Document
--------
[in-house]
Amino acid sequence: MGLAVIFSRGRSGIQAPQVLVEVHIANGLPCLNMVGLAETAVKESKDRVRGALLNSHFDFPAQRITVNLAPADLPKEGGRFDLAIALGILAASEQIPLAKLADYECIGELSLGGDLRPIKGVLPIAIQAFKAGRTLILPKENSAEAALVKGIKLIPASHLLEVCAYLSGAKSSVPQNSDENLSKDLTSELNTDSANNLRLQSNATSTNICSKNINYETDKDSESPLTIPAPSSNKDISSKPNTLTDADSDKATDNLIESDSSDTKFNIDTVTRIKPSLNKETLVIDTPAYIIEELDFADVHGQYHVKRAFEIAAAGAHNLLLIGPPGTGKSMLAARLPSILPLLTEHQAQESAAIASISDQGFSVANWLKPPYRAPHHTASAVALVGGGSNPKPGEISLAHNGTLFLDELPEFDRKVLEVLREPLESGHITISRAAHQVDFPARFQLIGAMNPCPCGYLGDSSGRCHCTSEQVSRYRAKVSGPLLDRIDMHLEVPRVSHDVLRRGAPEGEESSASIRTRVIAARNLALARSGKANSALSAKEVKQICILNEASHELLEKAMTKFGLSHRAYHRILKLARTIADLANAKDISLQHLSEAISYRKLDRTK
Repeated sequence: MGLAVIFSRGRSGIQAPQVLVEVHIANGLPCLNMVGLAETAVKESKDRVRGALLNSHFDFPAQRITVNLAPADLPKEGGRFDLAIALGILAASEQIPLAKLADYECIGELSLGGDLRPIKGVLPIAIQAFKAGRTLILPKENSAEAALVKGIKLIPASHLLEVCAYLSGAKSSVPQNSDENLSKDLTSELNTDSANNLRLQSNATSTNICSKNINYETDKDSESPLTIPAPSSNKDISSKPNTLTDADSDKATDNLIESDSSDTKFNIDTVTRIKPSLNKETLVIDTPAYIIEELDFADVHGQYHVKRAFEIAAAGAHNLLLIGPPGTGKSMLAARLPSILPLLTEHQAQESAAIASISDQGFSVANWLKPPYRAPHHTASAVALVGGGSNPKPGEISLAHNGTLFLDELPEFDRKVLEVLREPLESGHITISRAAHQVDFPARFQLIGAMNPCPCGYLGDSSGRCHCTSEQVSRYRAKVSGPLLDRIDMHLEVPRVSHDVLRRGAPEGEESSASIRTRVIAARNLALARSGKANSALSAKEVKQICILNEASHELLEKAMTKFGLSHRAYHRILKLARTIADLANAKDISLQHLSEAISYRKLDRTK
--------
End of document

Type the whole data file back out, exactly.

[in-house]
Amino acid sequence: MGLAVIFSRGRSGIQAPQVLVEVHIANGLPCLNMVGLAETAVKESKDRVRGALLNSHFDFPAQRITVNLAPADLPKEGGRFDLAIALGILAASEQIPLAKLADYECIGELSLGGDLRPIKGVLPIAIQAFKAGRTLILPKENSAEAALVKGIKLIPASHLLEVCAYLSGAKSSVPQNSDENLSKDLTSELNTDSANNLRLQSNATSTNICSKNINYETDKDSESPLTIPAPSSNKDISSKPNTLTDADSDKATDNLIESDSSDTKFNIDTVTRIKPSLNKETLVIDTPAYIIEELDFADVHGQYHVKRAFEIAAAGAHNLLLIGPPGTGKSMLAARLPSILPLLTEHQAQESAAIASISDQGFSVANWLKPPYRAPHHTASAVALVGGGSNPKPGEISLAHNGTLFLDELPEFDRKVLEVLREPLESGHITISRAAHQVDFPARFQLIGAMNPCPCGYLGDSSGRCHCTSEQVSRYRAKVSGPLLDRIDMHLEVPRVSHDVLRRGAPEGEESSASIRTRVIAARNLALARSGKANSALSAKEVKQICILNEASHELLEKAMTKFGLSHRAYHRILKLARTIADLANAKDISLQHLSEAISYRKLDRTK
Repeated sequence: MGLAVIFSRGRSGIQAPQVLVEVHIANGLPCLNMVGLAETAVKESKDRVRGALLNSHFDFPAQRITVNLAPADLPKEGGRFDLAIALGILAASEQIPLAKLADYECIGELSLGGDLRPIKGVLPIAIQAFKAGRTLILPKENSAEAALVKGIKLIPASHLLEVCAYLSGAKSSVPQNSDENLSKDLTSELNTDSANNLRLQSNATSTNICSKNINYETDKDSESPLTIPAPSSNKDISSKPNTLTDADSDKATDNLIESDSSDTKFNIDTVTRIKPSLNKETLVIDTPAYIIEELDFADVHGQYHVKRAFEIAAAGAHNLLLIGPPGTGKSMLAARLPSILPLLTEHQAQESAAIASISDQGFSVANWLKPPYRAPHHTASAVALVGGGSNPKPGEISLAHNGTLFLDELPEFDRKVLEVLREPLESGHITISRAAHQVDFPARFQLIGAMNPCPCGYLGDSSGRCHCTSEQVSRYRAKVSGPLLDRIDMHLEVPRVSHDVLRRGAPEGEESSASIRTRVIAARNLALARSGKANSALSAKEVKQICILNEASHELLEKAMTKFGLSHRAYHRILKLARTIADLANAKDISLQHLSEAISYRKLDRTK